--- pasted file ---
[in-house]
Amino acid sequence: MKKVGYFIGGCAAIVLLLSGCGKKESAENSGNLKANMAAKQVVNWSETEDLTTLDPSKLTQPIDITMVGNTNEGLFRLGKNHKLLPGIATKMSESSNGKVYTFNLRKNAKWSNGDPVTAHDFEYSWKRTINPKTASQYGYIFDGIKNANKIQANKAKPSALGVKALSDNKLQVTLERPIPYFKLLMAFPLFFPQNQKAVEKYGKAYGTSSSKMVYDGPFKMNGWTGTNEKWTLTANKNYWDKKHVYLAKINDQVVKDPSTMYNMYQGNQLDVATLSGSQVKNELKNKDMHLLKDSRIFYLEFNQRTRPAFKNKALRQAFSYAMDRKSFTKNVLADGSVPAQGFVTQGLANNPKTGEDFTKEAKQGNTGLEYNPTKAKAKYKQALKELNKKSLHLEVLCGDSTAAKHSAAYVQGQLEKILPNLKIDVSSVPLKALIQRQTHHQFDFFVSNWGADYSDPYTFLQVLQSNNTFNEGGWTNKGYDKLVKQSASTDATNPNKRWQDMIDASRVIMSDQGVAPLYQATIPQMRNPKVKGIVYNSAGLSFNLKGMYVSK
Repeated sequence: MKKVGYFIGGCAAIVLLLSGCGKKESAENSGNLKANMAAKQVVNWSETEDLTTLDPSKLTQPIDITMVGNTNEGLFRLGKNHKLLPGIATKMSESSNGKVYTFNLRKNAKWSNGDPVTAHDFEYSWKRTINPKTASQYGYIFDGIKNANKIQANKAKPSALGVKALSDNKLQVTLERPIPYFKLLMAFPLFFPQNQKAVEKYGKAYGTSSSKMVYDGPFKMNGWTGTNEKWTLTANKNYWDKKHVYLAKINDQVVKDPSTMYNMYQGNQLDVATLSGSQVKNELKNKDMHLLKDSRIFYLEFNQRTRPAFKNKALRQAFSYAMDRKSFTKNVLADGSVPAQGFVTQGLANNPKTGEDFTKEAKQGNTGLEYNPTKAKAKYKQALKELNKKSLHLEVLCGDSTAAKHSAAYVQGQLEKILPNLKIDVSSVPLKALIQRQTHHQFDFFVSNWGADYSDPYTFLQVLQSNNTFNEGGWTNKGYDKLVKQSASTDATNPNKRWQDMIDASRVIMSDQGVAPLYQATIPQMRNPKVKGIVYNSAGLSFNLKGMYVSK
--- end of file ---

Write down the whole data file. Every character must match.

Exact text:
[in-house]
Amino acid sequence: MKKVGYFIGGCAAIVLLLSGCGKKESAENSGNLKANMAAKQVVNWSETEDLTTLDPSKLTQPIDITMVGNTNEGLFRLGKNHKLLPGIATKMSESSNGKVYTFNLRKNAKWSNGDPVTAHDFEYSWKRTINPKTASQYGYIFDGIKNANKIQANKAKPSALGVKALSDNKLQVTLERPIPYFKLLMAFPLFFPQNQKAVEKYGKAYGTSSSKMVYDGPFKMNGWTGTNEKWTLTANKNYWDKKHVYLAKINDQVVKDPSTMYNMYQGNQLDVATLSGSQVKNELKNKDMHLLKDSRIFYLEFNQRTRPAFKNKALRQAFSYAMDRKSFTKNVLADGSVPAQGFVTQGLANNPKTGEDFTKEAKQGNTGLEYNPTKAKAKYKQALKELNKKSLHLEVLCGDSTAAKHSAAYVQGQLEKILPNLKIDVSSVPLKALIQRQTHHQFDFFVSNWGADYSDPYTFLQVLQSNNTFNEGGWTNKGYDKLVKQSASTDATNPNKRWQDMIDASRVIMSDQGVAPLYQATIPQMRNPKVKGIVYNSAGLSFNLKGMYVSK
Repeated sequence: MKKVGYFIGGCAAIVLLLSGCGKKESAENSGNLKANMAAKQVVNWSETEDLTTLDPSKLTQPIDITMVGNTNEGLFRLGKNHKLLPGIATKMSESSNGKVYTFNLRKNAKWSNGDPVTAHDFEYSWKRTINPKTASQYGYIFDGIKNANKIQANKAKPSALGVKALSDNKLQVTLERPIPYFKLLMAFPLFFPQNQKAVEKYGKAYGTSSSKMVYDGPFKMNGWTGTNEKWTLTANKNYWDKKHVYLAKINDQVVKDPSTMYNMYQGNQLDVATLSGSQVKNELKNKDMHLLKDSRIFYLEFNQRTRPAFKNKALRQAFSYAMDRKSFTKNVLADGSVPAQGFVTQGLANNPKTGEDFTKEAKQGNTGLEYNPTKAKAKYKQALKELNKKSLHLEVLCGDSTAAKHSAAYVQGQLEKILPNLKIDVSSVPLKALIQRQTHHQFDFFVSNWGADYSDPYTFLQVLQSNNTFNEGGWTNKGYDKLVKQSASTDATNPNKRWQDMIDASRVIMSDQGVAPLYQATIPQMRNPKVKGIVYNSAGLSFNLKGMYVSK